What happened

Investors in used-car dealer America's Car-Mart (CRMT -0.53%) found themselves in a one-car pileup Thursday, with their stock damaged 22.2% as of 1:40 p.m. ET after reporting a massive earnings miss (but a sales beat) last night.

Heading into its fiscal first quarter of 2023, analysts had forecast Car-Mart would earn $3.14 per share on sales of only $322.4 million. It beat that sales projection, collecting $344.8 million in the quarter. Problem was, it didn't earn nearly as much on those sales as anticipated, with earnings coming in at an even $2 a share.  

So what

This was the opposite of what it reported three months ago, when its fourth-quarter 2022 report showed the company beating on both sales and earnings, and indeed, beating earnings by nearly as much as the $1.14 that it missed them by last night.

In the middle of a gigantic supply deficit for used cars, Car-Mart's profits surged to $4.01 per share last quarter. But with the arrival of a new fiscal year, Car-Mart now seems to be giving back those windfall profits in a big way.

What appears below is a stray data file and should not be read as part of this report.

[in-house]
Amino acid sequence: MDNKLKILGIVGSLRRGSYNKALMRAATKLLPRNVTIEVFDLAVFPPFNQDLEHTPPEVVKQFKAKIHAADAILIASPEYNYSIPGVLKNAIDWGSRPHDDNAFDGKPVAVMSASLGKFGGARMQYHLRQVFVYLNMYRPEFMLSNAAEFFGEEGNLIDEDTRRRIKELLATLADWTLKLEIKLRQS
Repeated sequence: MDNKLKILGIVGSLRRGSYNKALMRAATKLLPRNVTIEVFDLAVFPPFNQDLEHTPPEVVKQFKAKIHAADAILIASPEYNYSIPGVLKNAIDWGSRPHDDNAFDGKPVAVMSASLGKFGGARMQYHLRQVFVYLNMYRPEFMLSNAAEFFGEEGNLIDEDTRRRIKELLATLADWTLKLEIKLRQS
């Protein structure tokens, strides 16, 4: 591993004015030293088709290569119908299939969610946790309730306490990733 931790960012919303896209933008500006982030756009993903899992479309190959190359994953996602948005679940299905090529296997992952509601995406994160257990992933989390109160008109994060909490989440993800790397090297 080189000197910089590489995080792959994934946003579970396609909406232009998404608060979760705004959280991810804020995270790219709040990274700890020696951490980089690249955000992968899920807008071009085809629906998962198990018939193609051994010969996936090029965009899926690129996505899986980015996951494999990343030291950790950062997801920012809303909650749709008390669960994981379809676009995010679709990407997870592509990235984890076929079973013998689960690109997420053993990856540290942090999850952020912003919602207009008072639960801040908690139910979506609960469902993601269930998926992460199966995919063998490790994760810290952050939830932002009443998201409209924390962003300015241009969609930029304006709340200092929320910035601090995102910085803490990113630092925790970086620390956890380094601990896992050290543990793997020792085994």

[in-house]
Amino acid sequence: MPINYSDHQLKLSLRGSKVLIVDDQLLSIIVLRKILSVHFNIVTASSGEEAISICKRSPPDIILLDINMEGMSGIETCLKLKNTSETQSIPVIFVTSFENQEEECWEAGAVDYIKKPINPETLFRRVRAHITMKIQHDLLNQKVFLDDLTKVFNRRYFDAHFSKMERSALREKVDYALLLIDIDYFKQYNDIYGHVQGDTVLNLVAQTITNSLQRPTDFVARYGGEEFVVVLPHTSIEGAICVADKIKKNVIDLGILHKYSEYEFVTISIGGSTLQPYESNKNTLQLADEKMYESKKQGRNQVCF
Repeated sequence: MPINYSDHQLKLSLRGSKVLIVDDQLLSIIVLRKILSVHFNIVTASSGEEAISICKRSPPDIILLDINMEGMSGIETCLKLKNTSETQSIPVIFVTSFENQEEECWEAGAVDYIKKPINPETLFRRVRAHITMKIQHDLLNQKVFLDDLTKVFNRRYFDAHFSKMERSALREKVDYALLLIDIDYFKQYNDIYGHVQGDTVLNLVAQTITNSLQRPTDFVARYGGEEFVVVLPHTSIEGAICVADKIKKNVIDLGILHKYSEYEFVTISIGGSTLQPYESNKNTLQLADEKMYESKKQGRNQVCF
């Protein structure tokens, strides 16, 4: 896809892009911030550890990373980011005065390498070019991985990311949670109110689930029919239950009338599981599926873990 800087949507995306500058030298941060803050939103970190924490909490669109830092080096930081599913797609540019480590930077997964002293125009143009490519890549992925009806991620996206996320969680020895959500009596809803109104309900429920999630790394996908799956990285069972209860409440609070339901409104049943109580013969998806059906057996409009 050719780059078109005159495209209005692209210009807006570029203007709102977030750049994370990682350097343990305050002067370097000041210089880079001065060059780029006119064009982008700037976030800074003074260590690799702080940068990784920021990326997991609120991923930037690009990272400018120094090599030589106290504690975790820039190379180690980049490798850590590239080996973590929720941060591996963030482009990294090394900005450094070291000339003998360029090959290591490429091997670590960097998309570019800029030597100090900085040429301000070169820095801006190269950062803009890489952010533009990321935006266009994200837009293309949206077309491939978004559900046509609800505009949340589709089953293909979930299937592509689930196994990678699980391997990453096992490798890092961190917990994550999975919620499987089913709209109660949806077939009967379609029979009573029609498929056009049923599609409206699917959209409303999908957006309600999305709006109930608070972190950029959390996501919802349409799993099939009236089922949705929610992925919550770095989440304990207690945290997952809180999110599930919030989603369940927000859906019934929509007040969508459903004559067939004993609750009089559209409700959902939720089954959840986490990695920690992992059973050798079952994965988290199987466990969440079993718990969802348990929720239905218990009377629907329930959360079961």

Although the volume of cars it sold grew only 2% year over year, the company posted a 23% gain in the dollar value of its sales thanks to still-inflated prices on used-car inventory. Hence the sales beat.

Problem is, Car-Mart's costs to acquire inventory are also rising, slimming the company's gross profit margin per car to about 37.5%, down from 40.1% a year ago. When combined with rising selling, general, and administrative expenses, and much higher provisions for credit losses, this resulted in profits getting cut nearly in half, to just $13.2 million, or $2 a share, in the first quarter of 2023.  

Now what

The good news, though, is that car prices are starting to level off (both the prices Car-Mart pays, and what it sells cars for), and CEO Jeff Williams is predicting "a gradual flattening." The company believes high car prices could be scaring off some of its potential customers, and a moderation in prices could mean more sales.

In the meantime, investors are simply reacting to the steep decline in profits today, and selling off America's Car-Mart stock in droves. Despite its valuation of less than 10 times trailing earnings, they're worried that the stock will look a whole lot more expensive if earnings continue to deteriorate. And they may be right.